To and from Santiago Chile, my favorite Diamond upgrade ever, and a weird Centurion Lounge lost and found policy

On October 8th, my wife and I were discussing options for Thanksgiving week travel.  She and my son would be free from work and school as of Monday afternoon before Thanksgiving.  Maybe we should visit our friend in Santiago?  I said that I would check award availability.

About a half hour later, my phone chirped.  Shawn had published a Quick Deal: “Wide Open AA Premium Cabin Award Availability to South America & Europe.”  Saver level first class award flights between the US and Santiago Chile were wide open for 62,500 AA miles each way.  I jumped online and booked our flights as two separate one-way awards for all three of us.  The first was Detroit to Santiago, via Dallas.  First class.  The second was Santiago to Dallas, first class.  Flights from Dallas to Detroit weren’t available.  For that final leg, I booked Delta economy awards as a backup, and setup an alert in Expert Flyer to let me know if/when saver awards opened up from Dallas to Detroit.  A day before our trip began, I received the alert email.  Thanks to my AA Executive Platinum status I was able to modify the return award to include the final leg, with no change fee.  And, thanks to my Delta Platinum status, I was able to cancel the Delta award without penalty.

4 hours in the Centurion Lounge

We flew to Dallas Monday afternoon and made our way from the C concourse to D, on foot rather than taking the Skylink train.  It was a pretty long walk, but we appreciated the opportunity to get some exercise before the long overnight flight.  We could have spent our time in the AA Admirals Club Lounge, but chose to go to the Amex Centurion Lounge instead.  Thanks to my Amex Platinum Business card, we were permitted in free of charge.  We enjoyed dinner and drinks, then my wife and I took advantage of the lounge’s free massages.

I didn’t take any photos of the lounge, so here’s a stock photo from their website instead:

DFW_Lounge_1200x600

The missing phone charger

After leaving the lounge and boarding our flight, my son realized that he had left his iPhone lightning cable and wall adapter in the lounge.  It was too late to run back to get it so I searched online for a direct number for the lounge.  I was racing the clock because I knew that the flight crew would soon demand that phones be turned off or put into flight mode.  I failed to find a number to call and decided to reach out to Amex instead.  I tweeted @AskAmex and also emailed the Platinum Concierge (platinumrequests@concierge.americanexpress.com).  I asked them to let the Centurion Lounge people know that we would be back on Saturday to retrieve the charger.  It wouldn’t be a big deal to simply buy a new charger, but it would be nice to get it back.  The next day, @AskAmex unhelpfully replied “Pls call 972-973-4420 which is the lost and found in DFW. Hopefully, they have it for you.”  The Platinum Concierge was a bit more helpful: “I have reached out to the Centurion Lounge and they have let me know that they unfortunately have not located the IPhone charger as of it. They have let me know that if they do locate the charger that they will hold on to it for Saturday when you are back at the airport.”

The outbound flight

The flight was comfortable and uneventful.  We passed up dinner service in order to get to sleep earlier.  Even though the flight boasts extremely old seats with cigarette lighter adapters for power, the seats were big and comfortable and reclined fully for sleep.  We asked to be woken for breakfast since we planned to go sightseeing immediately upon arrival.  For the record, my breakfast quiche was awful.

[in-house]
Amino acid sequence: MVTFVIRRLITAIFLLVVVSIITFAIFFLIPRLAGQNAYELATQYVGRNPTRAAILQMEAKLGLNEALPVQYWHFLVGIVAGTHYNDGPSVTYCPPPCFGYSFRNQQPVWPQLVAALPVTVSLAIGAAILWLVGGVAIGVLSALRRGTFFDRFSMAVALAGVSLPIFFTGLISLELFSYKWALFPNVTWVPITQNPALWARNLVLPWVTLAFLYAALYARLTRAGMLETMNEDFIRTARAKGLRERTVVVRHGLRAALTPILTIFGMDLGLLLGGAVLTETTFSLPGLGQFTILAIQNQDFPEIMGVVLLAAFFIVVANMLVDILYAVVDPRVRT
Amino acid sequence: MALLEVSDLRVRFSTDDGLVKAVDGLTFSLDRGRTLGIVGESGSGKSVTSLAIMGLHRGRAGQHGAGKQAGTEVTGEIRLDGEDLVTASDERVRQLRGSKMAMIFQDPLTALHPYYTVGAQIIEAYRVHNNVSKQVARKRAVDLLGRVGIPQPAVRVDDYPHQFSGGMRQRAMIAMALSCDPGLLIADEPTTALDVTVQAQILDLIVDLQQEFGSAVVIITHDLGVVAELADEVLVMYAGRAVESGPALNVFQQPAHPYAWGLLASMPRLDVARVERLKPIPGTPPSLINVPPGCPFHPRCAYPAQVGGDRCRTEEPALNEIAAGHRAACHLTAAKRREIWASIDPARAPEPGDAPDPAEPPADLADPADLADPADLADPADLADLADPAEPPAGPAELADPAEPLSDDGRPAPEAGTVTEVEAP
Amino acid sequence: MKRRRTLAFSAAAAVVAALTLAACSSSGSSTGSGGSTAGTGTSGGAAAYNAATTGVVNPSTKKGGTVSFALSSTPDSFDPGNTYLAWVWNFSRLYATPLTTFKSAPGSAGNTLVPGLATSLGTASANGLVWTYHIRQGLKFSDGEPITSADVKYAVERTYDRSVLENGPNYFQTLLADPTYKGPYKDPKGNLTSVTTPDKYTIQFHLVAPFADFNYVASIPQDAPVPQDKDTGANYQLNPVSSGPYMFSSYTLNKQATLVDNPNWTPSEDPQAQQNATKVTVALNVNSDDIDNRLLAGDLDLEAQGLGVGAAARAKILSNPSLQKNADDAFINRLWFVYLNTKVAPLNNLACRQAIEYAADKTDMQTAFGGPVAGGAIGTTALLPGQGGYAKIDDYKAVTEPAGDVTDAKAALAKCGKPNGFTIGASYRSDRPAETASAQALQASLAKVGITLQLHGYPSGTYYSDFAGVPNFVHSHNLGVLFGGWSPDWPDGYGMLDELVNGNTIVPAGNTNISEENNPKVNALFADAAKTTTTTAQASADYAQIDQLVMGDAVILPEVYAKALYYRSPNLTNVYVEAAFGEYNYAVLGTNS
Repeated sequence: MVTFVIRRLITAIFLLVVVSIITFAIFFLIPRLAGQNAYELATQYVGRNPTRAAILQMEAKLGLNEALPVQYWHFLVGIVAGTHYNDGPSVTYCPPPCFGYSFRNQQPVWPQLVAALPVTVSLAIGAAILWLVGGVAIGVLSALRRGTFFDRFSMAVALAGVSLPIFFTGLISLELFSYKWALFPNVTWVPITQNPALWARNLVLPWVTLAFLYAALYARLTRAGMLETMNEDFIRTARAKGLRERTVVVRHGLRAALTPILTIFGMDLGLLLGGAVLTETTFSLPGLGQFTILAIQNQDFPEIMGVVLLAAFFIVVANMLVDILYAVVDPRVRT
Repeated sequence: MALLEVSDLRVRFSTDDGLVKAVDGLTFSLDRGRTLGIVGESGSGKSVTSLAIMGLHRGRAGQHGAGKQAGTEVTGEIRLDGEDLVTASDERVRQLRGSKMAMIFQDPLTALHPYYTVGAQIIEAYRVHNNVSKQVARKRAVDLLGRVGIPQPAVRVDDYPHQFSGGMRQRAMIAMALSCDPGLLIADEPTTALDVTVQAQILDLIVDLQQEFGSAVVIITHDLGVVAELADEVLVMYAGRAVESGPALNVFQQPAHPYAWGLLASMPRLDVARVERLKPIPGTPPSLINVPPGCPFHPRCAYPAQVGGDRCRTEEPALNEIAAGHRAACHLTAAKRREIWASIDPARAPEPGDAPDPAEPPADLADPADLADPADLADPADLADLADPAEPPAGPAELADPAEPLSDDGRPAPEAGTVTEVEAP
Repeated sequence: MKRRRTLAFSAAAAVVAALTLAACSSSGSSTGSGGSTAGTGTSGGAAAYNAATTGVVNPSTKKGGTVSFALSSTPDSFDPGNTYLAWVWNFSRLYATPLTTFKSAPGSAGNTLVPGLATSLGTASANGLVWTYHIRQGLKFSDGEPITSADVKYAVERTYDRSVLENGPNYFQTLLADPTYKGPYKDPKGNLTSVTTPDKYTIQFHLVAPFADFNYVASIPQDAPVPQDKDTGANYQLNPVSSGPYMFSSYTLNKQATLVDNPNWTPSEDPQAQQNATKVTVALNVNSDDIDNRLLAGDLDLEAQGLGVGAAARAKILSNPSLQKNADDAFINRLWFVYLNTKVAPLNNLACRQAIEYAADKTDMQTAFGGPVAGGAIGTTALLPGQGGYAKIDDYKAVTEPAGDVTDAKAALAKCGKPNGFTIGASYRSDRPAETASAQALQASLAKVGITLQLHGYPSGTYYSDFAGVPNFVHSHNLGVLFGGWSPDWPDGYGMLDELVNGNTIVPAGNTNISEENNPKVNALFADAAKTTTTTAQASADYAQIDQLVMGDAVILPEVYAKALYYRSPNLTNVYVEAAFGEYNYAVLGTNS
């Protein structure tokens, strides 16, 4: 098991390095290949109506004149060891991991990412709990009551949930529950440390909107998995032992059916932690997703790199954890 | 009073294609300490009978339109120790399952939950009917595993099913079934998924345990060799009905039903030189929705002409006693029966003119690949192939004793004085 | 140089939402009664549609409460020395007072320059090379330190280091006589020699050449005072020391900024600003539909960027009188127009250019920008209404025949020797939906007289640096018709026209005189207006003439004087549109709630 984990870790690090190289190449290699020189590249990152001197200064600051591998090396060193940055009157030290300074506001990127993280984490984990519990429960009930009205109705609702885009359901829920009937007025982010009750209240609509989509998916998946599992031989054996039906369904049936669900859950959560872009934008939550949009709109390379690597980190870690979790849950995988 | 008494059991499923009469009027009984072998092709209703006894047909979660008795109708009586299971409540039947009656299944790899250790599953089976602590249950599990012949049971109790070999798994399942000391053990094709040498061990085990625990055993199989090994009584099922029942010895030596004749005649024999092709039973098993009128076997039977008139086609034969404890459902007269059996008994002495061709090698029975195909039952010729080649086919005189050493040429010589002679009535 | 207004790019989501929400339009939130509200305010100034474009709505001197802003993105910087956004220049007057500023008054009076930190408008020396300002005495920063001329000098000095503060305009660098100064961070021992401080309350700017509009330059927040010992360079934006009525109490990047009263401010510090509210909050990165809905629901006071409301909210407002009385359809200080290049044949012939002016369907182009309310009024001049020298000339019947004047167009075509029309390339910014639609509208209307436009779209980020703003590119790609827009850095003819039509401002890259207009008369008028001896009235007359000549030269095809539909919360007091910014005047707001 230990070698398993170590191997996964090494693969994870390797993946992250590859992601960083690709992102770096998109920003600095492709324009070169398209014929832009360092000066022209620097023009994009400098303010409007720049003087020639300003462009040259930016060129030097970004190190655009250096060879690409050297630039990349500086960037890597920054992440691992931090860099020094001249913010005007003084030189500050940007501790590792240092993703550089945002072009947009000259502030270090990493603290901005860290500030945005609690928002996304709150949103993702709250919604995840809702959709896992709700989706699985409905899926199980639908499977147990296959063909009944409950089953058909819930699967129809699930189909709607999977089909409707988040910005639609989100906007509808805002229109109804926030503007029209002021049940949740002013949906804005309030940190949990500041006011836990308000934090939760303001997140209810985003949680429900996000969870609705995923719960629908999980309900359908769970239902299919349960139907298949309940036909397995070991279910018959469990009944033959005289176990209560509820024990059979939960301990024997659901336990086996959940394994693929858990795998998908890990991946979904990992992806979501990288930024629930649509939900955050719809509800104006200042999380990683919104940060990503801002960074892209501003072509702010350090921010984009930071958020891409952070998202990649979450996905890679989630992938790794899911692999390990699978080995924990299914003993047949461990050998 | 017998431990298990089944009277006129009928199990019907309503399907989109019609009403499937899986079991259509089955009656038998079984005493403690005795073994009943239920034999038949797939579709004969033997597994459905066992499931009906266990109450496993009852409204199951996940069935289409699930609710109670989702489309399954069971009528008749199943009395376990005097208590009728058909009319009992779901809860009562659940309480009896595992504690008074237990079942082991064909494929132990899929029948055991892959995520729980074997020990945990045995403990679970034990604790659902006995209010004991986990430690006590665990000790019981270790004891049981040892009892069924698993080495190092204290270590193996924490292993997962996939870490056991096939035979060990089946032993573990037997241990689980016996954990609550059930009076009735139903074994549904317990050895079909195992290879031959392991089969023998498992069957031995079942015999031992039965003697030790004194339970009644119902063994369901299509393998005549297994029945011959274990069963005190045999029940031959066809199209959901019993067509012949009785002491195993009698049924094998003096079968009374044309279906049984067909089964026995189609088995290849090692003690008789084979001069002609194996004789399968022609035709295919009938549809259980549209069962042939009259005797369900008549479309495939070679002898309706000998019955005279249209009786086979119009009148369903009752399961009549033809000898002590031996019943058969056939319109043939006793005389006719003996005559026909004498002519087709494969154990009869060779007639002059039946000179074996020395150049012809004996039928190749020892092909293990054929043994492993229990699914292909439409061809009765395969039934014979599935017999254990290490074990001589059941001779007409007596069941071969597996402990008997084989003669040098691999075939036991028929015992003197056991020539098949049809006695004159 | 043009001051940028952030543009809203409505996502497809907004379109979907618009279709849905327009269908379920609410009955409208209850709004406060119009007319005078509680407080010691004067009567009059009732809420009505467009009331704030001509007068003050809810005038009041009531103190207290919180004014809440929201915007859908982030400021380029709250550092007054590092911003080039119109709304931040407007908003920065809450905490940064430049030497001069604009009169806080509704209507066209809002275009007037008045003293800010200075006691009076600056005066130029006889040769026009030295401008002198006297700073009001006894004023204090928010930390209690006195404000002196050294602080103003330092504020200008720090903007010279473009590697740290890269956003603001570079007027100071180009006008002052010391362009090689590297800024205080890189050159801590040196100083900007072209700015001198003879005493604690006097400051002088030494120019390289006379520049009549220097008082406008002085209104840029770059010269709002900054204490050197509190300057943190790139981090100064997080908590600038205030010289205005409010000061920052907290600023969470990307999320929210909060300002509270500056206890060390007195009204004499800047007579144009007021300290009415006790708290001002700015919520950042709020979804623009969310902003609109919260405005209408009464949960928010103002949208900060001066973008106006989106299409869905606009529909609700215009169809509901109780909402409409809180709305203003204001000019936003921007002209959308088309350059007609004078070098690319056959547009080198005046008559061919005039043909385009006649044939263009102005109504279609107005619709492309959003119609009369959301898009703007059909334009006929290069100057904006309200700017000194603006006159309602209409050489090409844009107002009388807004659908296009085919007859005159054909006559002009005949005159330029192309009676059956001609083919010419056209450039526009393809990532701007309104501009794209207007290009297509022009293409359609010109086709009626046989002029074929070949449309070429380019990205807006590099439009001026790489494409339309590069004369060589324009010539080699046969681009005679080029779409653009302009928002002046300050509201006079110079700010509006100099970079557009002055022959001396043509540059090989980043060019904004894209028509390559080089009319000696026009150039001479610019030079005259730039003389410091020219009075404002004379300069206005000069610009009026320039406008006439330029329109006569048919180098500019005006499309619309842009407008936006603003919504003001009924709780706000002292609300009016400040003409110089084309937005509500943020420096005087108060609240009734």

The following photo is from my trip to China, but it’s the same exact layout as the one we flew to Santiago:

2015-05-26 16.50.22

The hotel upgrade

We had booked three nights at the Grand Hyatt Santiago.  Rooms were available for only 8,000 points per night.  That was so cheap that we actually booked two rooms and requested that they be next to each other.  When we arrived, I was disappointed to learn that our rooms were on the 3rd floor.  I had read that rooms on higher floors at Grand Hyatt had fantastic views of the Andes mountains.  For the first time ever, I pulled the “elite card”.  I pointed out that I have Diamond elite status and that I usually get an upgrade, at least to a higher floor.  Unfortunately, the hotel was fully booked and there were no other options for two rooms close to each other.  The desk manager, though, came up with a great solution.  There was a suite available on a high floor.  We traded in our two basic rooms for a single suite and a roll-away bed.  It wasn’t until we were finished checking in that the manager revealed the really great part: the suite was a Diplomatic Suite on the top floorOnly their Presidential suite is bigger or better.

Grand Hyatt Diplomatic Suite Dining Room Santiago Chile

Grand Hyatt Diplomatic Suite Living Room Santiago Chile

Pictures don’t do justice to how awesome this suite was.  Our jaws dropped as we entered through the suite’s double doors to find an enormous room with dramatically high ceilings and panoramic views of the Andes.  Our bedroom had a similar view and boasted an enormous jacuzzi tub.  We absolutely loved the suite and didn’t want to leave at the end of our trip!

Grand Hyatt Diplomatic Suite Bedroom Santiago Chile

Grand Hyatt Diplomatic Suite Tub Santiago Chile

Evening view from the living room:

Grand Hyatt Diplomatic Suite Greg in Window Santiago Chile

Grand Hyatt View from Living Room Santiago Chile

The visit